Do you know the difference between traditional publishing, vanity publishing, subsidy publishing, and self-publishing? If you're thinking about writing and publishing a book, you should. This month's newsletter will clear up the confusion, so you can choose the option that's best for you.
Traditional publishing (also called royalty publishing) is where a well-known publisher gives you a contract with a $500,000 advance on royalties, sends you on a book tour, puts your book in bookstores across the nation, and you sit back and watch the royalty checks roll in.
Well, as I pointed out in last month's issue of The Write Stuff, it doesn't work that way for 99.99% of authors, and that's just the tip of the iceberg. Nevertheless, traditional publishing does offer certain advantages.
If a traditional publisher accepts your book manuscript, he will handle all aspects of production and distribution for you. You'll benefit from the publisher's expertise and reputation, and you won't have to pay a dime. In fact, you'll typically receive income in the form of an advance on royalties, even before your book is published.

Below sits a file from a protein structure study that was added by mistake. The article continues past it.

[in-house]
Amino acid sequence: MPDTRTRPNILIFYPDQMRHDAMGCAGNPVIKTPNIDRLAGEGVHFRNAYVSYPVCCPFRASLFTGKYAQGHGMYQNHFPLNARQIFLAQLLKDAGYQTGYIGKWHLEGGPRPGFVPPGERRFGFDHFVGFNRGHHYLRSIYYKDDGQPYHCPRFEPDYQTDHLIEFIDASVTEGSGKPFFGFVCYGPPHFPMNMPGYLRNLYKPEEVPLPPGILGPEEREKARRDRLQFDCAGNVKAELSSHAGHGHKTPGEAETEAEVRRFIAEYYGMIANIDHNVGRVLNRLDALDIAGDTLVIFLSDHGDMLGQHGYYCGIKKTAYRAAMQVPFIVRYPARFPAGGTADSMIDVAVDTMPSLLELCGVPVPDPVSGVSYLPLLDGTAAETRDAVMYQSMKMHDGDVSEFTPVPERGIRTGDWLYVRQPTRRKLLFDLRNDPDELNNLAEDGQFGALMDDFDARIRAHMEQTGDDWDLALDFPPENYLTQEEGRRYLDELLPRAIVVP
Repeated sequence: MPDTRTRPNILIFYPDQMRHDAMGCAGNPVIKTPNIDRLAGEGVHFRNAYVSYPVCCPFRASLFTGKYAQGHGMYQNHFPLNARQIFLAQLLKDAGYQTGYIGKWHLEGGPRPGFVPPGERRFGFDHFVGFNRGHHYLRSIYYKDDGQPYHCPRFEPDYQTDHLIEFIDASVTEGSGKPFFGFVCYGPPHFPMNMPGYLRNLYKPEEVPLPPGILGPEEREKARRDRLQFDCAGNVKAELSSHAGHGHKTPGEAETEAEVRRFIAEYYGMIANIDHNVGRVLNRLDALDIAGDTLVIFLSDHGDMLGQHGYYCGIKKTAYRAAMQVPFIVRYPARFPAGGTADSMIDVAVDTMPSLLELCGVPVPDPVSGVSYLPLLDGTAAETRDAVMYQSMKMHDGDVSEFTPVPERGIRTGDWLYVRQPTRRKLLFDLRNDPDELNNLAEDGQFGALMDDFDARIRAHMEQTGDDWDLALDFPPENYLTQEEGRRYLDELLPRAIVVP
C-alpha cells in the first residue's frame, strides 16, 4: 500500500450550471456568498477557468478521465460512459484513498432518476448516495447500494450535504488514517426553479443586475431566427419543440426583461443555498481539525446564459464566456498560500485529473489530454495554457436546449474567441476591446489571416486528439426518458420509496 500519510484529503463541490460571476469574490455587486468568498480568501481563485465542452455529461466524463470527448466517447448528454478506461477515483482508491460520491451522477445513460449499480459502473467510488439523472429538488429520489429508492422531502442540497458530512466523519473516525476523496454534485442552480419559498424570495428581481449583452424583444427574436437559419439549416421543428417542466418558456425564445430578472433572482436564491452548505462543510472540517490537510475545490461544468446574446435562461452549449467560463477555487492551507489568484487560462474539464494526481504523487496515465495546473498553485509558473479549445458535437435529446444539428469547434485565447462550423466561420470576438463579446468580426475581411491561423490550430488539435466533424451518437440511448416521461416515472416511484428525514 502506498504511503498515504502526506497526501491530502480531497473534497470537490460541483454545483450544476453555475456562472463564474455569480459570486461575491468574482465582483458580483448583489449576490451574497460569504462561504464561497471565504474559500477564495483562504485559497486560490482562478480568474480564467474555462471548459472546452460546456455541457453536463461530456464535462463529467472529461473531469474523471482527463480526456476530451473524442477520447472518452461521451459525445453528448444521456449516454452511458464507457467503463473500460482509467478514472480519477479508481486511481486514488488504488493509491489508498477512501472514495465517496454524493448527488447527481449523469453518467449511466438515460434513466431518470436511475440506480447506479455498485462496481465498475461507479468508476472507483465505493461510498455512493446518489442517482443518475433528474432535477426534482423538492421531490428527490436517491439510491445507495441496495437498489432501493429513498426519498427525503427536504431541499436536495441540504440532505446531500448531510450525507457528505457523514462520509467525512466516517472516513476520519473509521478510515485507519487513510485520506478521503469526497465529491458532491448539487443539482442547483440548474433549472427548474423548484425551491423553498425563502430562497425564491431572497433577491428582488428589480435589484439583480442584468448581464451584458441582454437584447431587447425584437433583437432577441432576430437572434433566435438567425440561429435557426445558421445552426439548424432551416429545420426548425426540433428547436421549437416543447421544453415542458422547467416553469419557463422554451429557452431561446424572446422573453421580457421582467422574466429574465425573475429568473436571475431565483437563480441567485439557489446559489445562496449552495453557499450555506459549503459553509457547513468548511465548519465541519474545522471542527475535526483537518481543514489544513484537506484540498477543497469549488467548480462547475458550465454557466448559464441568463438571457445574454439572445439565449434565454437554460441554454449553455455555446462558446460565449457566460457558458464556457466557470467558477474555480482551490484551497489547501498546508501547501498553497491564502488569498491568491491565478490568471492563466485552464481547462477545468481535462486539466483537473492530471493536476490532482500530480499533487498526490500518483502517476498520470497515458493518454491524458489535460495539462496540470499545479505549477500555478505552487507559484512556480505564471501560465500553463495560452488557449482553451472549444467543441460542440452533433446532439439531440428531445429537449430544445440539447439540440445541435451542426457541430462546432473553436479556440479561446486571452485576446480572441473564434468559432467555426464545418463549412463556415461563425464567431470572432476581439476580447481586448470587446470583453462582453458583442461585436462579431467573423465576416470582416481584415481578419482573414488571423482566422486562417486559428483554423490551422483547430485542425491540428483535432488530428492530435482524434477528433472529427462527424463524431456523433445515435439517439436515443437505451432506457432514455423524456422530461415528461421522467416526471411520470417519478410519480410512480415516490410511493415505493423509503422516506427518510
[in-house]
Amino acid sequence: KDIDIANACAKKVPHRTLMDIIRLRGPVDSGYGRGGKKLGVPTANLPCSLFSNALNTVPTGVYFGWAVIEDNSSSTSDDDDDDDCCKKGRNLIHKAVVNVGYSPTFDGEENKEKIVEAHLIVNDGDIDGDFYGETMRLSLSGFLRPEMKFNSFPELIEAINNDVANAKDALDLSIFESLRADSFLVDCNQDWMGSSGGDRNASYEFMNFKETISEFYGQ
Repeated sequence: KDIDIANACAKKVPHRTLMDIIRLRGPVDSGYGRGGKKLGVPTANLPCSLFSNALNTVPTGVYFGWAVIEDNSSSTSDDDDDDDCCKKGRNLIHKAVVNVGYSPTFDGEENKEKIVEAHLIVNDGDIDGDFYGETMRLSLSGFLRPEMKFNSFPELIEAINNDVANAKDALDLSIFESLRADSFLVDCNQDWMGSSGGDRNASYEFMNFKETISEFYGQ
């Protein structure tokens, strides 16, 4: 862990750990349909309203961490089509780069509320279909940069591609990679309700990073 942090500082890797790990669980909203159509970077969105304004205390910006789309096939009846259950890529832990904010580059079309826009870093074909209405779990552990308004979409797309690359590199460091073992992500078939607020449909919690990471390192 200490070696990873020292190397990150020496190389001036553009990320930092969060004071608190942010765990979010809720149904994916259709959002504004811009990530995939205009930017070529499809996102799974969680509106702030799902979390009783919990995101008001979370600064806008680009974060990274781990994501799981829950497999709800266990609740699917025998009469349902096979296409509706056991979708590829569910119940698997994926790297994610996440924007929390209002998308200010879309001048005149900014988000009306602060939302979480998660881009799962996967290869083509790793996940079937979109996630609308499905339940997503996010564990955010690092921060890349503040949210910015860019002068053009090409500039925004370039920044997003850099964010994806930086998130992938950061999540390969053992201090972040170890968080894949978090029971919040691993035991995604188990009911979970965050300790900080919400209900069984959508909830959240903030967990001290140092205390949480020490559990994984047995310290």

So, if you can interest a traditional publisher in your book, give the opportunity serious consideration.
Where have all the vanity publishers gone?
In years past, vanity publishing was the primary alternative to traditional publishing. When an author was unable to find a traditional publisher, he might pay a vanity press to publish his manuscript for him. Understandably, vanity presses and the authors who used them were viewed with some disdain by the industry.
My, how times have changed! Technological advances in printing technology, the advent of the Internet, and cutbacks in the services provided by traditional publishers have combined to boost the popularity and prestige of self-publishing. Today, some authors are turning down six-figure contracts with traditional publishers in favor of self-publishing.
The industry has changed so dramatically, in fact, that the term "vanity publishing" has pretty much become obsolete. No publisher today wants to be called by that name. Some are operating with the same business model, but they typically call themselves subsidy publishers. A few call themselves self-publishers or traditional publishers, but that's misleading.